DEALING WITH DENIAL
Denial may be defined as the act of asserting that something alleged is not true. Such assertion may either be verbal or behavioural, or both. Psychiatrists refer to it as a kind of defence mechanism in which a person denies the reality of certain facts in order to avoid the discomfort associated with them. The denial may be of the reality of a fact or of the seriousness of it, or of both. In many cases, it also appears as a mechanism to avoid responsibility in a given situation. Though lying is a direct form of denial, there are still others like false justification, caricaturising and minimising, that also fall into the category of denial. We will look at denial with regard to leadership situations.
A few examples of denial are as follows:
. Adam denied his responsibility in the crime at Eden. He projected the blame on Eve, to somehow escape divine censure.
. Pharaoh denied the greatness of Jehovah despite being struck by the plagues. His political obsession with keeping Israelites as slaves made him minimise the seriousness of God’s command.
. Saul refused to recognise the choice of David by God for the throne. He imagined that, somehow, what had been prophesied against him wouldn’t happen and that he would retain the throne.
. The worshippers of Baal kept on hurting themselves in the hope that their god would respond.
. Gehazi denied being elsewhere when he had really gone after Naaman. His memory somehow denied the prophetic ability of Elisha as he succumbed to greed.
. The Israelites kept doing things against the Law, despite the warnings of the prophets, saying “the Temple is here, the Temple is here.” They were denying God’s definition of holiness and used the Temple as a shield behind which they could do their works of darkness.
. The people in the days of Haggai refused to build the Temple since they didn’t consider it to be very important.
. The Pharisees and the Sadducees rejected the claims of Christ despite Scriptural and providential (miraculous) proofs.
. Peter denied any relationship with Christ in the face of persecution.
. Felix refused to listen to Paul any more when he began to speak about things pertaining to God’s kingdom.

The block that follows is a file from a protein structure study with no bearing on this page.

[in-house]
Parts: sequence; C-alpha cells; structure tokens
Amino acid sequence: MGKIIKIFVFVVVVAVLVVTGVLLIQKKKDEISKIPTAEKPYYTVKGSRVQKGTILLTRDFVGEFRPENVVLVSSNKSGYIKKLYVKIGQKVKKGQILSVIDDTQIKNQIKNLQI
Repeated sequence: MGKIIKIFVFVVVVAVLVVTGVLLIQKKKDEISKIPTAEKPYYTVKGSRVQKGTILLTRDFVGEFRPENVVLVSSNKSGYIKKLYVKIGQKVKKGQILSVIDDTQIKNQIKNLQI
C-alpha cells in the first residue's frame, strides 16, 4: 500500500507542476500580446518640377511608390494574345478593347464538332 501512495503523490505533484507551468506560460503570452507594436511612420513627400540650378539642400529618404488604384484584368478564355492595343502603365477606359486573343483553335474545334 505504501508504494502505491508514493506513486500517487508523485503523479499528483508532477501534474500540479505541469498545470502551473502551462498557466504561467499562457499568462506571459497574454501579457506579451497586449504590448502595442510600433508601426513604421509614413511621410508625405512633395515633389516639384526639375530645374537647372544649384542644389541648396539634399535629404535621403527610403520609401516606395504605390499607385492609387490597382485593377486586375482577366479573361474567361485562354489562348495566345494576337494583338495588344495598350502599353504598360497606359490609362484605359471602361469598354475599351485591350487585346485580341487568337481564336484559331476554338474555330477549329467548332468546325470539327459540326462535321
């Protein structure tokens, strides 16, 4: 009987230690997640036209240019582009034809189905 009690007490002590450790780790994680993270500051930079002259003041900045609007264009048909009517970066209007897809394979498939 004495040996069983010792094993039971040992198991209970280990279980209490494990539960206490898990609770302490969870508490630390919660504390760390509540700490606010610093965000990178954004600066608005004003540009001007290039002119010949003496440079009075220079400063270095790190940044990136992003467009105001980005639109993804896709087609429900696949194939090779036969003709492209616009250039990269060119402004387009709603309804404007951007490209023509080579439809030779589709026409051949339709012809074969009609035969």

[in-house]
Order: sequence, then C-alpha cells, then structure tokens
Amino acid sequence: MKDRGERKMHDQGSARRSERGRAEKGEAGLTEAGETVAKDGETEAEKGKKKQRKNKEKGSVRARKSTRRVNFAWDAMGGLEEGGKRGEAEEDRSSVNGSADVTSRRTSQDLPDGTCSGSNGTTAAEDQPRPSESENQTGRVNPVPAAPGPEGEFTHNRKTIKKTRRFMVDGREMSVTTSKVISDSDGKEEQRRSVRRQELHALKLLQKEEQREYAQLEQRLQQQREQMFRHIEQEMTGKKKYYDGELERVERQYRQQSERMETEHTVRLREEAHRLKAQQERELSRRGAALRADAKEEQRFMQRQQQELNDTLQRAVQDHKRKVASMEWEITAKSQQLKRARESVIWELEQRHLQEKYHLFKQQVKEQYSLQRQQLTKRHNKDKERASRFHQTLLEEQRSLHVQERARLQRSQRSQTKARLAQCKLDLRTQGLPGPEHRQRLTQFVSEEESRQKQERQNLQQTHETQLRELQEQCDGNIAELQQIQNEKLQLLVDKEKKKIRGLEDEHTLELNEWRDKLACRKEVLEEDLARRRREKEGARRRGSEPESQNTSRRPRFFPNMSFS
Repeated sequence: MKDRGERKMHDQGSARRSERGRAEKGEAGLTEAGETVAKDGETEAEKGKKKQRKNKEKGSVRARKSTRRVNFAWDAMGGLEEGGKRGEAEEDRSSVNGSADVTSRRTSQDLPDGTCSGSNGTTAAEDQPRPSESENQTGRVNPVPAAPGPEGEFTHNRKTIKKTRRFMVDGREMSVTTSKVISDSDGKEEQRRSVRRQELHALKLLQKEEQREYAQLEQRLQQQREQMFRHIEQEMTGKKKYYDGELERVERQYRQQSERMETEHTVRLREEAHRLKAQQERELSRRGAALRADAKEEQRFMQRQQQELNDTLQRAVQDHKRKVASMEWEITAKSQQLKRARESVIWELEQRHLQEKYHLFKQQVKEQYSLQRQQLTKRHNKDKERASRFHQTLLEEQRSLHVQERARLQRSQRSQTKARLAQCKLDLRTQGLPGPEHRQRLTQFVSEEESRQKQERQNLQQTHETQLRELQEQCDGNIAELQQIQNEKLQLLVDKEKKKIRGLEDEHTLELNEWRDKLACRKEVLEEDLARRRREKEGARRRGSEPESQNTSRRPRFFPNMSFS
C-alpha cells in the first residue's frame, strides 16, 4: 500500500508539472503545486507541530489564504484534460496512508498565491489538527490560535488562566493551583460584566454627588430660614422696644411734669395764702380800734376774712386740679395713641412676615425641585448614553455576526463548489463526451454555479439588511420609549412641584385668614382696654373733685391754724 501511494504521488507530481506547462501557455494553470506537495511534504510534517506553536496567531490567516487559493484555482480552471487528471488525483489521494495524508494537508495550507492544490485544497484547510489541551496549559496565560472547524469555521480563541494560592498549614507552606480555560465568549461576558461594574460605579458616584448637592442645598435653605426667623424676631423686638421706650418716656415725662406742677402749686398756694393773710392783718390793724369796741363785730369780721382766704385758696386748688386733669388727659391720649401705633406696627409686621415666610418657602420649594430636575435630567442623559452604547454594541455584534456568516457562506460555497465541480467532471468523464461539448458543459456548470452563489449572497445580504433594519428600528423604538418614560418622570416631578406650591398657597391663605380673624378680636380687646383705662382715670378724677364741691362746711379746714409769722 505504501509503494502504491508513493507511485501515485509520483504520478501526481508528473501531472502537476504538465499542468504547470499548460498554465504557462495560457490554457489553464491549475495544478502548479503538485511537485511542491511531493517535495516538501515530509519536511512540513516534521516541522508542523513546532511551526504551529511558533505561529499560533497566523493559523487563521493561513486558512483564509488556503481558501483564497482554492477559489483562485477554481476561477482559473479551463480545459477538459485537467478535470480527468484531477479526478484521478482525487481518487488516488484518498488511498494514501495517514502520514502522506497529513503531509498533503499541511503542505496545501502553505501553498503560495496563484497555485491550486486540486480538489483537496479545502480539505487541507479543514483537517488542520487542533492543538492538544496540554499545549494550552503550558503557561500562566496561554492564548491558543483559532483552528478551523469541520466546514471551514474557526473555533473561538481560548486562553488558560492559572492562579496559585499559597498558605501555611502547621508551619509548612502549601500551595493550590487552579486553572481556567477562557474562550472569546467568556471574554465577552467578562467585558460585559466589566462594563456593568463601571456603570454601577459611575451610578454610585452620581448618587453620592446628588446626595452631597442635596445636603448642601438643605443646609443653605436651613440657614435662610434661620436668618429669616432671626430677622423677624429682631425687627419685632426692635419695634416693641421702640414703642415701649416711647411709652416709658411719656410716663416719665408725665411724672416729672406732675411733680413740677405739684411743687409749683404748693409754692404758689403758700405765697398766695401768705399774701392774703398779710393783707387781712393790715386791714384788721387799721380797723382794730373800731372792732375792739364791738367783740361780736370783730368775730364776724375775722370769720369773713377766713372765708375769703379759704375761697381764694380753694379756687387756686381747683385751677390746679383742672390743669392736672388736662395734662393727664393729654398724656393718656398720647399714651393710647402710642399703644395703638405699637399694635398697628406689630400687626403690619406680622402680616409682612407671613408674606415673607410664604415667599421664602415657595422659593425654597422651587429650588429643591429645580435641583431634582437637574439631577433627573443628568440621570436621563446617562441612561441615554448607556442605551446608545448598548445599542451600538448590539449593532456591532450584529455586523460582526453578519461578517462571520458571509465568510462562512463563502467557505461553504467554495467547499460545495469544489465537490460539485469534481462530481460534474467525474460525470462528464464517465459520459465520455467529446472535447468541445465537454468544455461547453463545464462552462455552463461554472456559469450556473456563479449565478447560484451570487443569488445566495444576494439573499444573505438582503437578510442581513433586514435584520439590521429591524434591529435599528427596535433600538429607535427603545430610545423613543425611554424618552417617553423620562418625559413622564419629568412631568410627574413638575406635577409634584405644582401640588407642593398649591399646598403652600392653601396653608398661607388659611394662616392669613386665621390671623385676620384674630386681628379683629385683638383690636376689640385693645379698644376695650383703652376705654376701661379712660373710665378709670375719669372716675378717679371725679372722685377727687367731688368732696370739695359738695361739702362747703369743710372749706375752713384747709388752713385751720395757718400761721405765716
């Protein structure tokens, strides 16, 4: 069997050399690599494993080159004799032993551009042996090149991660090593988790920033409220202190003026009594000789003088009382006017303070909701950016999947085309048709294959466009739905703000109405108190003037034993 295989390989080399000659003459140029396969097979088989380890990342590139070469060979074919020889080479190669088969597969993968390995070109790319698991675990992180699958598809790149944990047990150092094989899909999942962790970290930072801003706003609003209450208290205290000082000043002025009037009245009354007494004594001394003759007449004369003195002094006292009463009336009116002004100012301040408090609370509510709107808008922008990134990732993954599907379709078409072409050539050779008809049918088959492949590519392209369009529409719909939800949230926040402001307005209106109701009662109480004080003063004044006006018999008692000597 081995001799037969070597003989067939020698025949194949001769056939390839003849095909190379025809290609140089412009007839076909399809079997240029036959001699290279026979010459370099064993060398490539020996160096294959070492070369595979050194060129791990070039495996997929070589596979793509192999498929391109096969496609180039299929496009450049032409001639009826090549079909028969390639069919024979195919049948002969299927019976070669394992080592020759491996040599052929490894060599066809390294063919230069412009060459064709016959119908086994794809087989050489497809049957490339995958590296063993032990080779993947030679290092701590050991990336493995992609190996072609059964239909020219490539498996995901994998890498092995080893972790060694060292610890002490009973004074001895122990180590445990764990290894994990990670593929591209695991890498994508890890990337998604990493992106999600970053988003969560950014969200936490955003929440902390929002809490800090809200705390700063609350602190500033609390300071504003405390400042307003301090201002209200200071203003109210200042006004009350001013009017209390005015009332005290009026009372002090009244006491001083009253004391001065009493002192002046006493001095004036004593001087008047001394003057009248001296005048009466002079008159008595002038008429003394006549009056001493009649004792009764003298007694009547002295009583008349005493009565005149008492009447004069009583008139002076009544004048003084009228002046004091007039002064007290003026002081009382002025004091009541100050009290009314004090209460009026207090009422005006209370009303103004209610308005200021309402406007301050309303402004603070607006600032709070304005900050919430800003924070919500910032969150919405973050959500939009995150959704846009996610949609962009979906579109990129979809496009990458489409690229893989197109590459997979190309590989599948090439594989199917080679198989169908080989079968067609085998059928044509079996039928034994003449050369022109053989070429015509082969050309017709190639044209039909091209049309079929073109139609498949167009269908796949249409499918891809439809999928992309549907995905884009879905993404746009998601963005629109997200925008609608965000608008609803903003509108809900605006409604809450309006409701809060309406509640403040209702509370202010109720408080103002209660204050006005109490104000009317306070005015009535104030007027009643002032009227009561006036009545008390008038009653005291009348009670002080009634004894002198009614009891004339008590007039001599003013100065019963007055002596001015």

Often the act of denial leads to a kind of self-deception in which memory itself begins to get conformed to the false tendencies of the will. In such cases, a return is almost impossible since imagination has already overshadowed reasonability. While denial may be looked at as a defence mechanism of the organism, one must be careful not to deny the role of will in deciding for or against any idea arising from a situation. One must remember that falsehood is never beneficial at the end.
Voluntary And Involuntary Denial
Voluntary denial refers to denial which is wilful and persistent. It persists in falsehood despite evidences contrary to it. Involuntary denial refers to that in which the decision of the will is absent or delayed. It is mechanical in nature and often is an initial response through a defence mechanism of the organism that seeks to avoid the unpleasant. For instance, when someone hears of the death of a beloved one, the initial response might be disbelief or denial. Such initial response of the organism prevents hasty shock and might be preparative and directive in ascertaining truth. Such denial doesn’t fall under the purview of morality since the will has not yet been brought into rational accountability in it.
Spiritual roots. In John 8: 44, Jesus declares the Pharisees to be the offspring of the devil. He says, “You are of your father the devil, and your will is to do your father’s desires. He was a murderer from the beginning, and has nothing to do with the truth, because there is no truth in him. When he lies, he speaks according to his own nature, for he is a liar and the father of lies” (RSV).
Obviously, the devil was not their genetic father, but a father in the sense of their being part of the rebellion of falsehood begun by him. Falsehood and lying are natural to the devil since, by rejection of the truth of God, he has turned his back on all truth-values. The demonic kingdom operates basically on falsehood and influences the kingdoms of the world to do so. Worldly politics, religions, and businesses use falsehood as an instrument to gain and retain power over human minds. Jesus categorises all such leadership practices as demonic in origin. Tendencies towards falsehood are sharp in any intellect that refuses the rule of the Spirit of God.
The Pharisees were incapable of acknowledging Jesus as the Christ of God because their inclinations were in favour of the devil’s desires—”Your will is to do your father’s desires,” He said. All rejection of God-given leadership is an instance of demonic rebellion (1Jn.3:12; Jude 1:11; 1Sam. 19:9). Even within Christian leadership, Paul asks Timothy not to include a novice as a candidate for leadership; for it is possible that he becomes lifted up in pride and falls into the condemnation of the devil (1Tim.3:6). Similarly, Christians who haven’t matured and are still carnal can’t properly accept or acknowledge the value of the others in the family of God since they are ruled by worldly standards of acceptance and egotistic desires for self-aggrandisement (cf. 1Cor. 3:1) after the manner of the devil (Isa.14:12-14).
Spirits of deception: The tendency to reject demonic influence in hamartiological analysis (or analysis of sinful instances) is a mark left by secular theologies. Of course, there is the danger of extremism in both cases and one needs to draw a line of balance. In the preface of The Screwtape Letters, C.S. Lewis wrote: “There are two equal and opposite errors into which our race can fall about the devils. One is to disbelieve in their existence. The other is to believe, and to feel an excessive and unhealthy interest in them. They themselves are equally pleased by both errors and hail a materialist or a magician with the same delight.”